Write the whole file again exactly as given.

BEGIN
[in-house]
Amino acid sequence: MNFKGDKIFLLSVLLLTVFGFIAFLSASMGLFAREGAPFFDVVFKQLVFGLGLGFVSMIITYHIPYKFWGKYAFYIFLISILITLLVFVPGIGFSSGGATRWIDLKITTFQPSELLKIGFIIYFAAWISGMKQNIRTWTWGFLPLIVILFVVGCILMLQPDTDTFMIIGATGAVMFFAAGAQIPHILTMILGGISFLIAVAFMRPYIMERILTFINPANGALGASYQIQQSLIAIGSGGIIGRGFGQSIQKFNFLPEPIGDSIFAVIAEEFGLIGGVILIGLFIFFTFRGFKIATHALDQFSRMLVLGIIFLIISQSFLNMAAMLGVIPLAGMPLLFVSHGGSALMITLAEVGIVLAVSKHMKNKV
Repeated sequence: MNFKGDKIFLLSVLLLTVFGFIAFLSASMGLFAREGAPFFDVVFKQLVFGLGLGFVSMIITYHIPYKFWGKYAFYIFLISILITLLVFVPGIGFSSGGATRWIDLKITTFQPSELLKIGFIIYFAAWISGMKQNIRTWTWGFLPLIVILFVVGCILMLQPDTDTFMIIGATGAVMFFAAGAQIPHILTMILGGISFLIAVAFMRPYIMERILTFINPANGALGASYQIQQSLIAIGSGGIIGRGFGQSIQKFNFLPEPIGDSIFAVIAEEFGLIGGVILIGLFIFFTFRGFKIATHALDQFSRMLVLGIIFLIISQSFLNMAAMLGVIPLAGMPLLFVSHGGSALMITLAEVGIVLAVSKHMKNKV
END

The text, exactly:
[in-house]
Amino acid sequence: MNFKGDKIFLLSVLLLTVFGFIAFLSASMGLFAREGAPFFDVVFKQLVFGLGLGFVSMIITYHIPYKFWGKYAFYIFLISILITLLVFVPGIGFSSGGATRWIDLKITTFQPSELLKIGFIIYFAAWISGMKQNIRTWTWGFLPLIVILFVVGCILMLQPDTDTFMIIGATGAVMFFAAGAQIPHILTMILGGISFLIAVAFMRPYIMERILTFINPANGALGASYQIQQSLIAIGSGGIIGRGFGQSIQKFNFLPEPIGDSIFAVIAEEFGLIGGVILIGLFIFFTFRGFKIATHALDQFSRMLVLGIIFLIISQSFLNMAAMLGVIPLAGMPLLFVSHGGSALMITLAEVGIVLAVSKHMKNKV
Repeated sequence: MNFKGDKIFLLSVLLLTVFGFIAFLSASMGLFAREGAPFFDVVFKQLVFGLGLGFVSMIITYHIPYKFWGKYAFYIFLISILITLLVFVPGIGFSSGGATRWIDLKITTFQPSELLKIGFIIYFAAWISGMKQNIRTWTWGFLPLIVILFVVGCILMLQPDTDTFMIIGATGAVMFFAAGAQIPHILTMILGGISFLIAVAFMRPYIMERILTFINPANGALGASYQIQQSLIAIGSGGIIGRGFGQSIQKFNFLPEPIGDSIFAVIAEEFGLIGGVILIGLFIFFTFRGFKIATHALDQFSRMLVLGIIFLIISQSFLNMAAMLGVIPLAGMPLLFVSHGGSALMITLAEVGIVLAVSKHMKNKV